It's a time for graduations and new beginnings, so I decided to go digging for advice. After some Internet surfing, I found a YouTube episode of the Vlogbrothers (the hugely popular vlog by brothers John and Hank Green). In this particular episode, bestselling author John Green was advising his hoards of mostly tween-age fans, called "Nerdfighters," to "study broadly and without fear." As I listened, I flipped through nearly two thousand of my iPhone memories from around the world this year, marveling at how well Green's advice applies to life after graduation.
I immediately clicked over to "performing philosopher" Jason Silva's most recent "shot of philosophical espresso," which is now a part of a web series called "Shots of Awe," hosted by Discovery on their new web station, TestTube. Silva starts the video with a definition of awe as "an experience of such perceptual vastness you literally have to reconfigure your mental models of the world to assimilate it." In the video, we see Silva in the woods talking about how humans are creatures of habit. "Once we create a comfort zone, we rarely step outside that comfort zone," Silva says. He describes brains that are already primed to map our habits and then tune out. By stepping away from our daily rituals and the safety of our routines, by "scrambling the self temporarily so the world can seep in," says Silva, we are "expand[ing] our perceptual parameters," and thus becoming alive to the world.
Writer William Gass takes Silva's awe a step further in his writing: "Once spread across the spaceless night and total nowhere of the soul, how shall the stars be got back through the skull and eye and scope into the sky again?" To this I say: How can we engage the stars if we never look up to see them?
I changed my path a few years ago. After much trepidation, breaking a firm connection with my comfort zone and ditching some deeply ingrained habits that mostly involved the word "can't," I returned to school as an older student at the New School for Public Engagement in New York City. It was the best decision I ever made. After I graduated this past year, I received a job offer to work for two months at a small media start-up on an island in Thailand. The idea of moving to Southeast Asia was terrifying to a girl who grew up in the Midwest, surrounded by the comfort of cornfields and imagined limitations. So for that very reason I took the job and flew to the other side of the world. I felt the voice of the poet Rainer Maria Rilke calling to me: "whoever you are: in the evening step out of your room, where you know everything; yours is the last house before the far-off: whoever you are."
I also felt Rilke's voice rippling outward to embrace the message of Lean In author Sheryl Sandberg's beautifully moving video montage asking female graduates, "What would you do if you weren't afraid?" If I weren't afraid, I'd step outside my comfort zone and explore.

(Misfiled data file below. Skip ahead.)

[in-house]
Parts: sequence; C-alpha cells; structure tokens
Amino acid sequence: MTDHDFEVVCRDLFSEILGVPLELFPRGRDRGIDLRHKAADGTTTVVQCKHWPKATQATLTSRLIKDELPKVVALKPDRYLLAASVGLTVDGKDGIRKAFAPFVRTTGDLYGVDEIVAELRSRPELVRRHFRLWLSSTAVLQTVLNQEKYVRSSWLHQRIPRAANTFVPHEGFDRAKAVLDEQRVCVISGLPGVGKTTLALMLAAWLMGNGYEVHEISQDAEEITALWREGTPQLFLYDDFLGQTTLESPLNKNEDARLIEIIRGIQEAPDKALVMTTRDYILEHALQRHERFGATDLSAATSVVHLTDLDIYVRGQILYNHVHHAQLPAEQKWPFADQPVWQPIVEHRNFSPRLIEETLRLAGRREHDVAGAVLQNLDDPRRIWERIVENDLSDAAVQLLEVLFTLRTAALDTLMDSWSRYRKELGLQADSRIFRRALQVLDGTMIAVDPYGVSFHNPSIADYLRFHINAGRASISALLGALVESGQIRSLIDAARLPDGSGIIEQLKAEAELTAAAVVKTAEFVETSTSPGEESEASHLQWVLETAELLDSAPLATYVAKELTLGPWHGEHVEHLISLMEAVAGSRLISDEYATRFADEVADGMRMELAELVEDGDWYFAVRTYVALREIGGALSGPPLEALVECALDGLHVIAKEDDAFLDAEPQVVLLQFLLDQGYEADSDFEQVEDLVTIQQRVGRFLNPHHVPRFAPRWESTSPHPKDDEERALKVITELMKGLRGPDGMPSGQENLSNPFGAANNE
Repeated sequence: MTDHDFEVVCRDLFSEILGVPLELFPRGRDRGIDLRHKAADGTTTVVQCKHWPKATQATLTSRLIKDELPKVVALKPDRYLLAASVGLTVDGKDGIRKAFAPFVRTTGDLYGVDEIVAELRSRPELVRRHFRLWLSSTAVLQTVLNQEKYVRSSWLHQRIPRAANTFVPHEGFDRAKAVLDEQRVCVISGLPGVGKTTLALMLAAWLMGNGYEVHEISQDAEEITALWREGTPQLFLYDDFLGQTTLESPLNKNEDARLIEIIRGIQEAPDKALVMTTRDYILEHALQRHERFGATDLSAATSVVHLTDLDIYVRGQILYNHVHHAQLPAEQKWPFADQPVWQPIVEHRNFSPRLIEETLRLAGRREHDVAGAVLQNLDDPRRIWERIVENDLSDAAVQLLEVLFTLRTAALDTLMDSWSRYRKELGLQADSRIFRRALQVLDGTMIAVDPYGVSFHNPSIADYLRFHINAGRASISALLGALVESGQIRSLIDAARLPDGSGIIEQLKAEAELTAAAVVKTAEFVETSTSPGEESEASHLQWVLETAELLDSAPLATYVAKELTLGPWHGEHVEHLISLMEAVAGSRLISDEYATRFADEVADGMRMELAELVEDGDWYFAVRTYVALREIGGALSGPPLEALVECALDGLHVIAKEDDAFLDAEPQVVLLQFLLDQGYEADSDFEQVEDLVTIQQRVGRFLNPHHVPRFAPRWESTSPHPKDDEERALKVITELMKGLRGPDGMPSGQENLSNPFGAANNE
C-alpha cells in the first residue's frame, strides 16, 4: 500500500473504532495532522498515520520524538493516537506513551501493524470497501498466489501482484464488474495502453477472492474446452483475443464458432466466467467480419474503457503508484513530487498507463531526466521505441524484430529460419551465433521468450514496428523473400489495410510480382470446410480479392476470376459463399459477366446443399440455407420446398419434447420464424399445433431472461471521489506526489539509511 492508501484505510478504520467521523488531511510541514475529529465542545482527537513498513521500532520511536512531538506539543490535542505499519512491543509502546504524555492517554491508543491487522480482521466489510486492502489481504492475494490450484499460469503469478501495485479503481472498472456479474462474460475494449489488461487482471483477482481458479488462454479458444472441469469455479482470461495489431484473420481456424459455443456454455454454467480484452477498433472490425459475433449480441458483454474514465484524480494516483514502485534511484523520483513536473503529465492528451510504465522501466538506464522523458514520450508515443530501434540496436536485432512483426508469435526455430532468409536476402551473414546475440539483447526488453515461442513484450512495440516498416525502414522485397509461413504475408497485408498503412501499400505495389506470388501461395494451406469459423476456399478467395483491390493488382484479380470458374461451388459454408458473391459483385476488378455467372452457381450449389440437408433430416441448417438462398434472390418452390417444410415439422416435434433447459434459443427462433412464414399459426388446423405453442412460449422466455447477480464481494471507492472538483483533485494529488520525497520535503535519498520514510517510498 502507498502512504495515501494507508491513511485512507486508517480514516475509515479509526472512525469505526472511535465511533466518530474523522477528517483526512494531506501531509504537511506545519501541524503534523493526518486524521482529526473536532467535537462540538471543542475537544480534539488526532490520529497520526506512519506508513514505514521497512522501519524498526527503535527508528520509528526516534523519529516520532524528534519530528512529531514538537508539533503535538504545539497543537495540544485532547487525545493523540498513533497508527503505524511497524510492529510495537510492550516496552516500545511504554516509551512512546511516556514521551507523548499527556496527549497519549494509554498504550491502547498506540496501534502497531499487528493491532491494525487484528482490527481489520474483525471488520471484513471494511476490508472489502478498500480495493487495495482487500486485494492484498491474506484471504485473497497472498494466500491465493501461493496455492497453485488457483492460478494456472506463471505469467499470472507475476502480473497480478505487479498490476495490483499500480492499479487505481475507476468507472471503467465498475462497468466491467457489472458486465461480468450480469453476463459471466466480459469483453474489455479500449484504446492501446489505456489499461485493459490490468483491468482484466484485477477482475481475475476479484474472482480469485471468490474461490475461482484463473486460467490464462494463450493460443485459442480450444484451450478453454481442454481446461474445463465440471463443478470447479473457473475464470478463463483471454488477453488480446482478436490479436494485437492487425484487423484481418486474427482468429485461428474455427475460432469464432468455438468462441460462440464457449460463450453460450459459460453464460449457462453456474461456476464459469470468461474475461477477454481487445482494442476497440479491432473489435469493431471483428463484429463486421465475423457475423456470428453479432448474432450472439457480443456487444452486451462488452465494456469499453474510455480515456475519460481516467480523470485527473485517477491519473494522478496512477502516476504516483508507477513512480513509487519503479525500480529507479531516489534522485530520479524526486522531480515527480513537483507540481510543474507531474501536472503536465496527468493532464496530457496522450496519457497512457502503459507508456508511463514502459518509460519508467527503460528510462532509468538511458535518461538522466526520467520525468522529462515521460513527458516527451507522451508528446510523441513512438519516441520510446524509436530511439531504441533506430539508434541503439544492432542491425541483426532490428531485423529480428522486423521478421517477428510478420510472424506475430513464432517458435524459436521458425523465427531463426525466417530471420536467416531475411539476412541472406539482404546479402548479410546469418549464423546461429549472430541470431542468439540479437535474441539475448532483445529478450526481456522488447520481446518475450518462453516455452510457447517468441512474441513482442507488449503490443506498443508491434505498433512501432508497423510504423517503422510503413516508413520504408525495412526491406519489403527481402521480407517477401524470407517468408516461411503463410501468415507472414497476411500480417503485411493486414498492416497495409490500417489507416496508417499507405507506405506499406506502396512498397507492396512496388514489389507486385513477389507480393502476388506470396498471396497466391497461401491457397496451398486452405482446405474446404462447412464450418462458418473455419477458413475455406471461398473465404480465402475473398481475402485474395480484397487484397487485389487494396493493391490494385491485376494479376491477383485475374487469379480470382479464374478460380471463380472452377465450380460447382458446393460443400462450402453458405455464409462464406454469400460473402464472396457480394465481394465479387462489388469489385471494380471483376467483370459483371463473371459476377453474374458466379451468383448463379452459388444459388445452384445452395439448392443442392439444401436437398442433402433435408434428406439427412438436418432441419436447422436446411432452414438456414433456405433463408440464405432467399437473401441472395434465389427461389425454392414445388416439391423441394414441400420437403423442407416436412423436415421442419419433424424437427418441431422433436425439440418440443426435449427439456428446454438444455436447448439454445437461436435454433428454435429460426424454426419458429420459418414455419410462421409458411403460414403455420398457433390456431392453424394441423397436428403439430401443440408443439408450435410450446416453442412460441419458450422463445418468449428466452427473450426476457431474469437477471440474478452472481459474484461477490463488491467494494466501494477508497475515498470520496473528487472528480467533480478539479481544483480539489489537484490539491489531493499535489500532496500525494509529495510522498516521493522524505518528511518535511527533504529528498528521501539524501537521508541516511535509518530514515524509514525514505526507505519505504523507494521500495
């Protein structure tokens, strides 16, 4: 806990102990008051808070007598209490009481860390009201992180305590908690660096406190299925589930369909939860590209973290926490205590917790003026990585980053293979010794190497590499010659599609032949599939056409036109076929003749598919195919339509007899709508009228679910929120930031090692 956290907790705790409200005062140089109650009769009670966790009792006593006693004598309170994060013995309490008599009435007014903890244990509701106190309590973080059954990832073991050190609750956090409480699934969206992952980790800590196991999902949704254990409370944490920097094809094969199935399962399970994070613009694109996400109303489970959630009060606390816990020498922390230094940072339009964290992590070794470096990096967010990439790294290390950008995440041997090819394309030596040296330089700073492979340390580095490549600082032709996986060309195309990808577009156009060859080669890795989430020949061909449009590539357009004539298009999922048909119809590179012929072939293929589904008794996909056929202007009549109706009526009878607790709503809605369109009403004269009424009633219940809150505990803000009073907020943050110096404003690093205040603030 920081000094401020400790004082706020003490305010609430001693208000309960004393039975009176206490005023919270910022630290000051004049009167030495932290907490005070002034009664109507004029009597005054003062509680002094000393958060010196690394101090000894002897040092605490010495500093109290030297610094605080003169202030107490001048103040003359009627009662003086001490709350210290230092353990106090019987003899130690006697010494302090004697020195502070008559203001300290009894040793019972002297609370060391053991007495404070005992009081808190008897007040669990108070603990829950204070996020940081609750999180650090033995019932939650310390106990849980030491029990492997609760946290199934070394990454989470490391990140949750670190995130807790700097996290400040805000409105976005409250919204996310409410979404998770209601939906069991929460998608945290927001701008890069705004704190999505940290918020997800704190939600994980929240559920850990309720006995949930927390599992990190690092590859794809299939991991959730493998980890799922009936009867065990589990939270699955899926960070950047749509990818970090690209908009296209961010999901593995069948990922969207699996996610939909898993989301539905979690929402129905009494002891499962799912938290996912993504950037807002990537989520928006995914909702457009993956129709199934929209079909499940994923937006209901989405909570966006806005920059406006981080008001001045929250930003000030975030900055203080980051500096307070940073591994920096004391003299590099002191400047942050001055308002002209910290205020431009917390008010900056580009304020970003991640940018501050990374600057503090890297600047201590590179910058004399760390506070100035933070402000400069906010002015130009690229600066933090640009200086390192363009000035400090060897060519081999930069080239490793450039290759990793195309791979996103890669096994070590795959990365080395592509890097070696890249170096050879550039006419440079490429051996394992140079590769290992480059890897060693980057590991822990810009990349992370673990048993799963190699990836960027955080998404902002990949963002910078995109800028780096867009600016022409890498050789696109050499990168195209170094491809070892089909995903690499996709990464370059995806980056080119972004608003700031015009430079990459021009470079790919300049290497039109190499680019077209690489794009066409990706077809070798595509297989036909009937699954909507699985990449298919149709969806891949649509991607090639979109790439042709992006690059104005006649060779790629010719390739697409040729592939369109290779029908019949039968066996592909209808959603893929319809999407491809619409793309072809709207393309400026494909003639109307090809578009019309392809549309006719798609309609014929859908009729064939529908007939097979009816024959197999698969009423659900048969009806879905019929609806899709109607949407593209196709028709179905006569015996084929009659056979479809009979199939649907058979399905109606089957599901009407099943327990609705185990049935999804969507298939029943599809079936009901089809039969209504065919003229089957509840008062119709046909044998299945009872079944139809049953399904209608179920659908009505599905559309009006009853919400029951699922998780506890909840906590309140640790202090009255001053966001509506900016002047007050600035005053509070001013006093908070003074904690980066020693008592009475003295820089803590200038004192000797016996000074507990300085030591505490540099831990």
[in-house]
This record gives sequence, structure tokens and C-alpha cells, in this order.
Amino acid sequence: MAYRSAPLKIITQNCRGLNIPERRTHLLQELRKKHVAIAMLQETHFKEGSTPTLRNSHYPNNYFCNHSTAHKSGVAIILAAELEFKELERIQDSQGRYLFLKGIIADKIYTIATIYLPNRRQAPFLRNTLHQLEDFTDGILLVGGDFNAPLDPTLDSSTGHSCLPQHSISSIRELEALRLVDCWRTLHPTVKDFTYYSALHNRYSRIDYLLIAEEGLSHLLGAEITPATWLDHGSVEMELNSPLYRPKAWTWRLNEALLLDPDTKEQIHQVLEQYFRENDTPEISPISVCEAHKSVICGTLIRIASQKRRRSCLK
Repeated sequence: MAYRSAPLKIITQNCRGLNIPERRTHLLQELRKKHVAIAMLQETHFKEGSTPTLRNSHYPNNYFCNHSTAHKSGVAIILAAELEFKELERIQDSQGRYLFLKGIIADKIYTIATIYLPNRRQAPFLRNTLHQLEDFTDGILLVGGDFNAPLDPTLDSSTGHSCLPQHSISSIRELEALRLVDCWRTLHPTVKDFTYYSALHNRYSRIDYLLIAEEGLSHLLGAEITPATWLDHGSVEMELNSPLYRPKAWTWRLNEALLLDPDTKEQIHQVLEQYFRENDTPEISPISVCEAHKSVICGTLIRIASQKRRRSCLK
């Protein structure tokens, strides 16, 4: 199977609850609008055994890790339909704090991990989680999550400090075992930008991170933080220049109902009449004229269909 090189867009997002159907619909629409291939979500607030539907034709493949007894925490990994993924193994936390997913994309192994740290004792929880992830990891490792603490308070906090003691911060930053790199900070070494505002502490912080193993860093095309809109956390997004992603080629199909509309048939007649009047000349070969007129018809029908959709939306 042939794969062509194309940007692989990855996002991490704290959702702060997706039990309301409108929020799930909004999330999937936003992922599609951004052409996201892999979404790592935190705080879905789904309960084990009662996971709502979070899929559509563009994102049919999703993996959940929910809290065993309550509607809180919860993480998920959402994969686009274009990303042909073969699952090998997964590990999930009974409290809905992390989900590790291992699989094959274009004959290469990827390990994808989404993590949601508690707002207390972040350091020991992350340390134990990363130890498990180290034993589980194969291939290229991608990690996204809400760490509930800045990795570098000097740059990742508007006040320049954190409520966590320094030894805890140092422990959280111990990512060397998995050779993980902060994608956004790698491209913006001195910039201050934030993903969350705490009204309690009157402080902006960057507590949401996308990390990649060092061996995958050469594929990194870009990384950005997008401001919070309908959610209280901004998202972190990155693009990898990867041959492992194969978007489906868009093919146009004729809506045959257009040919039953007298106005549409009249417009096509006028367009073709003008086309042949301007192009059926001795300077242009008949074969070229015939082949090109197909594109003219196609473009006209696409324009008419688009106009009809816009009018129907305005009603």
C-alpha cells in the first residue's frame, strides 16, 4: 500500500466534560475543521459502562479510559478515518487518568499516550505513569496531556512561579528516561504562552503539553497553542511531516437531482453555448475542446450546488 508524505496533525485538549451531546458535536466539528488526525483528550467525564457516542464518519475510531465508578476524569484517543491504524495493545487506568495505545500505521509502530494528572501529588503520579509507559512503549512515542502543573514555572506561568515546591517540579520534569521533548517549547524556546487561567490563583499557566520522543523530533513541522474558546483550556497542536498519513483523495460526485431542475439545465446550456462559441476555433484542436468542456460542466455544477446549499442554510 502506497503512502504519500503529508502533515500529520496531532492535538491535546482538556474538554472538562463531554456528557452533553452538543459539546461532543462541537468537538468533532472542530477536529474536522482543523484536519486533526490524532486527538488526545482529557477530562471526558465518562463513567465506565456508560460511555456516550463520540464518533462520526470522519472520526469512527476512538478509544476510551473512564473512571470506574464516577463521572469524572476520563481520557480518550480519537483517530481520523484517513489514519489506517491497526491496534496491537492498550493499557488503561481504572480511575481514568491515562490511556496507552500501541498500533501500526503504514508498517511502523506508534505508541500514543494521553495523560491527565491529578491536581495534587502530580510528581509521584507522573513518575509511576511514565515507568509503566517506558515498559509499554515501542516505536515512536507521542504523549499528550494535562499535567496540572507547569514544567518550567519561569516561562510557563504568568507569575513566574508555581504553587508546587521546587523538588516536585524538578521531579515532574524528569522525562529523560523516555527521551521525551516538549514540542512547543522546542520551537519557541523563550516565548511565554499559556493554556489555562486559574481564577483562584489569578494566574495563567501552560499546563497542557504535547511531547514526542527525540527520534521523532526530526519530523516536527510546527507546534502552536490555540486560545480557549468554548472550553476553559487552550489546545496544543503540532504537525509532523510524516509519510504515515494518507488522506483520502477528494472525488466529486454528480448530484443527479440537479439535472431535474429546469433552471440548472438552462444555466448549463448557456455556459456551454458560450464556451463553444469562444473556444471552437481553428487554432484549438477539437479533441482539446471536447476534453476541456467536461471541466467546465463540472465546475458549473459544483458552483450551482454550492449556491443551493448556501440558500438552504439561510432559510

Last fall I found myself living in a house in the jungle in Koh Samui, Thailand, with roommates from Poland, Egypt and London. I ate lunch on a paradise beach every day just a few steps from my office. I zipped along a Thai coastline on the back of a scooter, emerging from under an umbrella of palm trees, eyes open, enamored with the crisp water blues as they folded into the vastness of the sky. I watched the sunset from a reggae bar embedded in a rocky cliff during a thunderstorm. I stepped over tiny translucent baby geckos in my bedroom every morning and saw elephants on the back of trucks. I followed my roommate into a wildlife park deep inside the undergrowth at the center of the island and watched a monkey bite her in the face. I had a cocktail inside an ice freezer and listened to a Bob Marley cover band from a small round table in a Christmas-lit tree house.
When my work contract ended, I left Thailand and continued to study broadly. I slept inside the world's only "poem hotel" in Paris while following in the footsteps of famous writers along Montparnasse Boulevard and photographing the scenery in a perpetual state of wonder and awe. I participated in a happiness hackathon in London, danced on the beach in Turks and Caicos, and solemnly walked through Anne Frank's house in Amsterdam. I looked up to see the stars.
If I were to tell graduating students one thing, I would tell them this: the most important lesson I learned this year is that nothing is as scary as it seems. Everything and everywhere is worth exploring. Everyone's fears are different; identify yours and attempt to face them. Do what you love. Ask questions and always look for another angle and a new perspective, even if you have to fly thirty hours to the other end of the earth to find it. See and experience as much as you can and take the wise words of John Green to heart: "study broadly and without fear." And if the opportunity presents itself and you end up on the beach on some remote island on the other side of the planet, take a deep breath, look up at the stars, and let the world seep in.
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